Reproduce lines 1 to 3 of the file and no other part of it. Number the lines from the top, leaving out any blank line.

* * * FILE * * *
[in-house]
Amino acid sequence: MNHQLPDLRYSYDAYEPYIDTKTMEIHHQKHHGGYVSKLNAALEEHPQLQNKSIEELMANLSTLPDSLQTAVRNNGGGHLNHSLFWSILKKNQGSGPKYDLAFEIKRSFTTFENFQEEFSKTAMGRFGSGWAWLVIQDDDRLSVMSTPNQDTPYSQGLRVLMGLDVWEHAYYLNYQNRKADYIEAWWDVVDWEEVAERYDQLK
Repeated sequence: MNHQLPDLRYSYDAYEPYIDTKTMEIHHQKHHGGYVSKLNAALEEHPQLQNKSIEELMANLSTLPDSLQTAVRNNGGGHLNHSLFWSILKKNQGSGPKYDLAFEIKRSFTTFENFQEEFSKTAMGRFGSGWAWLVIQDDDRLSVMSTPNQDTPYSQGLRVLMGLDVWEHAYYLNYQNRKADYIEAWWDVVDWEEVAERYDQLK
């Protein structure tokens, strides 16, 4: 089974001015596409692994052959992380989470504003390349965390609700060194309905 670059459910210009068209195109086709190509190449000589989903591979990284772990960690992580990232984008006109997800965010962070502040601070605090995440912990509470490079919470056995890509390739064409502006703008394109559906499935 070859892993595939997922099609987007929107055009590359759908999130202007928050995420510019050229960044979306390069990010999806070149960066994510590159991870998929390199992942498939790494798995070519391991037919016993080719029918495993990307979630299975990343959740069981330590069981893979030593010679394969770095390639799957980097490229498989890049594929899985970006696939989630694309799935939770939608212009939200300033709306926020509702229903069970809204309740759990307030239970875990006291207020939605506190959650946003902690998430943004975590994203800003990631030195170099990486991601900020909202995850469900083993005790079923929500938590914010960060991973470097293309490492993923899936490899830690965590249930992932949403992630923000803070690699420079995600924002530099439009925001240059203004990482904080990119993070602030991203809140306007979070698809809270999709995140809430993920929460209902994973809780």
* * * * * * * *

[in-house]
Amino acid sequence: MNHQLPDLRYSYDAYEPYIDTKTMEIHHQKHHGGYVSKLNAALEEHPQLQNKSIEELMANLSTLPDSLQTAVRNNGGGHLNHSLFWSILKKNQGSGPKYDLAFEIKRSFTTFENFQEEFSKTAMGRFGSGWAWLVIQDDDRLSVMSTPNQDTPYSQGLRVLMGLDVWEHAYYLNYQNRKADYIEAWWDVVDWEEVAERYDQLK
Repeated sequence: MNHQLPDLRYSYDAYEPYIDTKTMEIHHQKHHGGYVSKLNAALEEHPQLQNKSIEELMANLSTLPDSLQTAVRNNGGGHLNHSLFWSILKKNQGSGPKYDLAFEIKRSFTTFENFQEEFSKTAMGRFGSGWAWLVIQDDDRLSVMSTPNQDTPYSQGLRVLMGLDVWEHAYYLNYQNRKADYIEAWWDVVDWEEVAERYDQLK